Markers and Paints: You will need markers that work on EVA foam surfaces and acrylic paints. Paint thickeners and various brushes to create texture in the paint or to blend and transition paint colors will work great.
Findings: For decorating, almost anything goes here; flowers, twigs, ribbons, lace, beads, jewels, gears, metal, wire, polymer clay, faux fur and more!
What would we do without tools?! They’re essential in our everyday lives and definitely in cosplay! Below is a list of tools that are great to have on hand when creating your horns and other cosplay accessories like belts and swords.
Craft Knife: An essential tool for cutting material to shape and cut out details. There are many craft knives to choose from including a traditional aluminum handle knife; if you prefer a softer comfortable handle, Excels’ K26 Fit-Grip Knife has an ergonomic rubberized handle. Pair this with a self-healing cutting mat to keep your crafting space clean from any scratches.Purchase a Self-Healing Cutting Mat for Your Crafting Space
Rotary Cutter: Cut large pieces of fabric, vinyl, felt and thin EVA foam smoothly. A rotary cutter is great for cutting out costume patterns and is available in three sizes. Alternatively, you can also use scissors.
Snap Blade Knives: Epic costumes require big tools. To easily cut thicker EVA foam, vinyl or plastics, you’re going to need a sharp heavy duty blade. For intricate detail work, an index finger knife is a good option to try. This knife features a loop for the index finger which allows for maximum control.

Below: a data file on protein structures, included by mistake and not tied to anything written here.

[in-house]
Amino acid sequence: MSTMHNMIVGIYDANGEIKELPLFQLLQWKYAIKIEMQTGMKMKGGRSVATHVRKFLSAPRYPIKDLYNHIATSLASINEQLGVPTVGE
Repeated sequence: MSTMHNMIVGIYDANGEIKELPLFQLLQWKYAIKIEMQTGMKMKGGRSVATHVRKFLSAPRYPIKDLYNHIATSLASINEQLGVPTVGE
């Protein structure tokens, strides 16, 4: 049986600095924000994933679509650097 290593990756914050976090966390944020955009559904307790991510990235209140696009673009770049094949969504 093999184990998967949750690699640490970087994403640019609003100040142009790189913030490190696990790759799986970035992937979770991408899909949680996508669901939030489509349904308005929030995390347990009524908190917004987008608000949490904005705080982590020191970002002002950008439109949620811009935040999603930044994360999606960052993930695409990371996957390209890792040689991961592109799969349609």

Sanding Sticks: some cosplay projects require smoothing and sanding, sanding sticks are narrow and feature a tapered tip, which allows for sanding of details like decorative appliques, scrollwork edges and more. Sanding belts are available in #80, #120, #240, #320, #400 and #600 grit. If you are sculpting and shaping your horns, you may need this sanding tool.
Burnishers: This craft tool is for embossing, etching, marking, scoring and more. Burnishers are fine detailing tools that are good to have on hand. Burnishing tips can be ball-point, spoon-shaped or ultra-fine. These tips have a smooth surface and glide over the material and depending on the pressure used, they can leave a light or a deep mark. Use these tools to emboss or add texture.
Tweezers: Tweezers are an indispensable tool for detailing. Use to apply jewels, rhinestones or other similar small details. Placing small objects with tweezers is much easier and more precise than using just your fingers.
Keep a sketch of the general shape of your horns and establish dimensions. Use this as a reference while creating the horns.
Build an armature using any of the below techniques:
- Wireframe and cage
- Roll and shape aluminum foil
- Carve glues layers of EVA foam
Add the outside layer and cover the horns with fabric, EVA, clay, etc… Smooth, sand and manipulate for a finished look.
Seal and paint if needed.
Add detail and decorations. Use decorative elements, findings and paints to decorate the horns to the full effect of the character.
Assemble. Attach the horns to a wig, helmet or headband. Test out the final positioning before permanently gluing the horns into place.
Then style, add makeup and have fun!
Now that you’re familiar with the techniques and tools, you can be on your way to many more projects! The important thing is to enjoy the process.